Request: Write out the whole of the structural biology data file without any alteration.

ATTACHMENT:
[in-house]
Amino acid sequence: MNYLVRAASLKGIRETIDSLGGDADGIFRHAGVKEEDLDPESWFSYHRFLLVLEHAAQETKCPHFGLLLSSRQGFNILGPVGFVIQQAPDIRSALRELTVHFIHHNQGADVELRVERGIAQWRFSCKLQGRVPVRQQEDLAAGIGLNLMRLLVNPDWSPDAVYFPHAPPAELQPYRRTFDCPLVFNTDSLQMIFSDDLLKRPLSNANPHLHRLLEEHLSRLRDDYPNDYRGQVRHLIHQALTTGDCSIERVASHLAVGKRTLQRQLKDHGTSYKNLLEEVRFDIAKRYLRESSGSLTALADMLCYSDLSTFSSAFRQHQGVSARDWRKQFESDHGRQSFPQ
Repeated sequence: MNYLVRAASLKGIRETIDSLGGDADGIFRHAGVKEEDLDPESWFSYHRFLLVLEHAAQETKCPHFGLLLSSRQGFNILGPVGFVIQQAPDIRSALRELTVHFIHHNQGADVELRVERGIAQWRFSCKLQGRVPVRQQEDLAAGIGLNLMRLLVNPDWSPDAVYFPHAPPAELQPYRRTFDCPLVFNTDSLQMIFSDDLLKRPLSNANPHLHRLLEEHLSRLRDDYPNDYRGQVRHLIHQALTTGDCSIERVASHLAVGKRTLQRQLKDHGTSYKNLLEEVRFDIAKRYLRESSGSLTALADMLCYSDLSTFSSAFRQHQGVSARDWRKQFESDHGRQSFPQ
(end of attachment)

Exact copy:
[in-house]
Amino acid sequence: MNYLVRAASLKGIRETIDSLGGDADGIFRHAGVKEEDLDPESWFSYHRFLLVLEHAAQETKCPHFGLLLSSRQGFNILGPVGFVIQQAPDIRSALRELTVHFIHHNQGADVELRVERGIAQWRFSCKLQGRVPVRQQEDLAAGIGLNLMRLLVNPDWSPDAVYFPHAPPAELQPYRRTFDCPLVFNTDSLQMIFSDDLLKRPLSNANPHLHRLLEEHLSRLRDDYPNDYRGQVRHLIHQALTTGDCSIERVASHLAVGKRTLQRQLKDHGTSYKNLLEEVRFDIAKRYLRESSGSLTALADMLCYSDLSTFSSAFRQHQGVSARDWRKQFESDHGRQSFPQ
Repeated sequence: MNYLVRAASLKGIRETIDSLGGDADGIFRHAGVKEEDLDPESWFSYHRFLLVLEHAAQETKCPHFGLLLSSRQGFNILGPVGFVIQQAPDIRSALRELTVHFIHHNQGADVELRVERGIAQWRFSCKLQGRVPVRQQEDLAAGIGLNLMRLLVNPDWSPDAVYFPHAPPAELQPYRRTFDCPLVFNTDSLQMIFSDDLLKRPLSNANPHLHRLLEEHLSRLRDDYPNDYRGQVRHLIHQALTTGDCSIERVASHLAVGKRTLQRQLKDHGTSYKNLLEEVRFDIAKRYLRESSGSLTALADMLCYSDLSTFSSAFRQHQGVSARDWRKQFESDHGRQSFPQ